At least one large-scale buyer pulls out as opposition to HB2 puts a “dent” in the biannual High Point furniture market, although the showrooms remain busy. Many buyers and industry representatives express revulsion to the law, while expressing optimism about the prospects for repeal.
Some weren’t familiar with the new law and others didn’t care, but most of buyers, exhibitors and other visitors on the first day of the spring furniture market in High Point expressed disappointment in HB2 while emphasizing support for the market.
Jonathan Mora, a representative of the Italian furniture manufacturer Bontempi, maintained a cautiously upbeat attitude as he surveyed the brisk foot traffic from his company’s exhibition space within the gargantuan International Home Furnishings Center on April 16, opening day of the market.
“People are upset,” he said. “It looks normal. There are a small number of people who have said they aren’t coming. There are folks who have faith it will be fixed.”
The biannual market typically attracts about 75,000 visitors from around the world, almost doubling the population of the city of 104,371.
Mora expressed faith that Gov. Pat McCrory, who signed HB2, is working on a plan to make the new law more palatable. McCrory signed HB2, which overturned Charlotte’s ordinance allowing transgender people to use the bathroom of their preference while barring cities from enacting anti-discrimination ordinances and from mandating a minimum wage higher than the state standard. HB2 also establishes a statewide anti-discrimination law that does not include protections for people on the basis of sexual orientation or gender identity, and prevents people from using the state courts to pursue discrimination claims.
A decision by the Fourth Circuit Court of Appeals upholding gender identity as a protected class on Tuesday places HB on uncertain legal ground.
McCrory later issued an executive order that includes protections against discrimination on the basis of sexual orientation and gender identity for state employees, while asking the General Assembly to overturn the ban on pursuing discrimination claims in state courts. Speaking on NBC’s “Meet the Press” on Sunday, McCrory refused to budge on the core provision of HB2 mandating that people must use the bathroom of the gender listed on their birth certificate in multi-occupant facilities in public schools and other public agencies.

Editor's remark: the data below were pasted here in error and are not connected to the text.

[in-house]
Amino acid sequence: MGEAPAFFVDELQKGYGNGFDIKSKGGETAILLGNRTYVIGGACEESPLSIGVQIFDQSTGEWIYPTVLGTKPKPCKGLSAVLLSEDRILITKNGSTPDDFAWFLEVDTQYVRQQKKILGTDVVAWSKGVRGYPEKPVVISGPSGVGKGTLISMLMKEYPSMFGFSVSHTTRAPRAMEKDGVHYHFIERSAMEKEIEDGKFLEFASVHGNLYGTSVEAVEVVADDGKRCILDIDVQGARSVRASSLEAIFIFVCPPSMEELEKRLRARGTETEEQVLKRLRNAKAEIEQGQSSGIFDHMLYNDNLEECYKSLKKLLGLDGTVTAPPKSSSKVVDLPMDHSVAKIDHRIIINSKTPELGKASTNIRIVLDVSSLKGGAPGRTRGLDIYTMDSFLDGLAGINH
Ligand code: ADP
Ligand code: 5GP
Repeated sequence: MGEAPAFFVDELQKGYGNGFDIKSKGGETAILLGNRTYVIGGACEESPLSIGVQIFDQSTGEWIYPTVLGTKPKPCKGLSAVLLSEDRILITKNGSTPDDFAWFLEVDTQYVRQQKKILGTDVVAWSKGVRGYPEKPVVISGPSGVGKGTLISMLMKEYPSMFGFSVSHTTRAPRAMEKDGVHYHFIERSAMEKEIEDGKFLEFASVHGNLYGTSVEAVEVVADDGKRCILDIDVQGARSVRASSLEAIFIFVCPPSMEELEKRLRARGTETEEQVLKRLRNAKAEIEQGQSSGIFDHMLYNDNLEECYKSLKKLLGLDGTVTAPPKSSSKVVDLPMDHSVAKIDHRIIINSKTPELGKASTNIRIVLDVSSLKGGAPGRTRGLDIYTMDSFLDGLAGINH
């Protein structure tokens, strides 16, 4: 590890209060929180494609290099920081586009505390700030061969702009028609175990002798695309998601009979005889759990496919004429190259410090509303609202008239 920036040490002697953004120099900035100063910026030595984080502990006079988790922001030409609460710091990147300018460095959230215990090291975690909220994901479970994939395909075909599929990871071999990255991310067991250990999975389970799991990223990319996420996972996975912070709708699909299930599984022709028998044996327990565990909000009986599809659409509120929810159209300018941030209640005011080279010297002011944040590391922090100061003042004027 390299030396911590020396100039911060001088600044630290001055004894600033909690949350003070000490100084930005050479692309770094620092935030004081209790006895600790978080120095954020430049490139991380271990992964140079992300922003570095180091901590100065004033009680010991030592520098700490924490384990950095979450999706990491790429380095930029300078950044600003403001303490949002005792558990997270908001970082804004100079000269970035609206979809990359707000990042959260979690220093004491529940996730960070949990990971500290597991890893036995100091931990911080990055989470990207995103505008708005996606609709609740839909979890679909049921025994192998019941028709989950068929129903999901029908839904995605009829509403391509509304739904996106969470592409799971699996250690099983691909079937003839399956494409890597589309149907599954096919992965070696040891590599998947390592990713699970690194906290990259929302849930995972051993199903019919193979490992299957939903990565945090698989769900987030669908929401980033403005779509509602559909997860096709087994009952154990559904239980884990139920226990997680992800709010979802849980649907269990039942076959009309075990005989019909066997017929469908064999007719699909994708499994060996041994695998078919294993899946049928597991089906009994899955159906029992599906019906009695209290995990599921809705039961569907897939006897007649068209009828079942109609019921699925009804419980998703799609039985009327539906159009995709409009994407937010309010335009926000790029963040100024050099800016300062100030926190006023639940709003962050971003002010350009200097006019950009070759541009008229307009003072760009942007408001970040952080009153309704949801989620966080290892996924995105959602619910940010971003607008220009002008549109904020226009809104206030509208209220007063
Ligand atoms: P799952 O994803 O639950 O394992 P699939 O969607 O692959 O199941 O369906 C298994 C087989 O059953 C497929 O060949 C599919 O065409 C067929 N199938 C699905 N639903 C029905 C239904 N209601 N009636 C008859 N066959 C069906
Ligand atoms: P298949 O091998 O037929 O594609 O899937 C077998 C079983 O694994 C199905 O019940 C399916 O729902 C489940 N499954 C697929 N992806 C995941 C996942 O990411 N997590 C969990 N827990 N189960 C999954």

Newell Turner, editor-in-chief of Hearst Design Group — publisher of House Beautiful, Elle Décor, Veranda and Metropolitan Home — wore a rainbow flag pin to express his opposition to HB2 on the first day of the market. He emphasized that he was speaking only for himself and not his company.
“I think it’s a serious issue,” he said. “It’s a North Carolina state issue. This is an international market. While I don’t believe in HB2, I can’t imagine not coming here. I don’t think that’s appropriate not to do business in North Carolina.”
Felipe Hernandez, a Charlotte-based buyer who was visiting the market on behalf of a retailer in Austin, remarked that foot traffic was the lowest he’s ever seen. He said he’s “completely against” HB2.
Hernandez said he understands why companies and entertainers from outside the state feel the need to take a principled stand by not doing business in North Carolina.
“I think they need to put the pressure on so they can change the law,” he said. “It’s affecting everyone. It’s major income.
“It’s discrimination,” Hernandez added. “Let’s call it what it is — discrimination, plain and simple.”
In late March, the High Point Market Authority warned that dozens of customers had informed the agency that they were canceling plans to attend the market.